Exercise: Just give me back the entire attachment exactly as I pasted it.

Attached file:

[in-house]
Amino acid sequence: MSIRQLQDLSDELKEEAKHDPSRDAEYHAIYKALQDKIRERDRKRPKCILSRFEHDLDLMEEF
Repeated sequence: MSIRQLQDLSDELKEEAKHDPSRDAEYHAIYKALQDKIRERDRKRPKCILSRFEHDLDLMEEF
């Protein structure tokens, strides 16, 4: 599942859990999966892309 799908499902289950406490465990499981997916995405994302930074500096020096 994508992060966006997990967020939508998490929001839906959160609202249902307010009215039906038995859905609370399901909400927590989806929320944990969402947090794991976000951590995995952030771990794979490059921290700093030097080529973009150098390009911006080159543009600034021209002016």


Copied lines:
[in-house]
Amino acid sequence: MSIRQLQDLSDELKEEAKHDPSRDAEYHAIYKALQDKIRERDRKRPKCILSRFEHDLDLMEEF
Repeated sequence: MSIRQLQDLSDELKEEAKHDPSRDAEYHAIYKALQDKIRERDRKRPKCILSRFEHDLDLMEEF
């Protein structure tokens, strides 16, 4: 599942859990999966892309 799908499902289950406490465990499981997916995405994302930074500096020096 994508992060966006997990967020939508998490929001839906959160609202249902307010009215039906038995859905609370399901909400927590989806929320944990969402947090794991976000951590995995952030771990794979490059921290700093030097080529973009150098390009911006080159543009600034021209002016």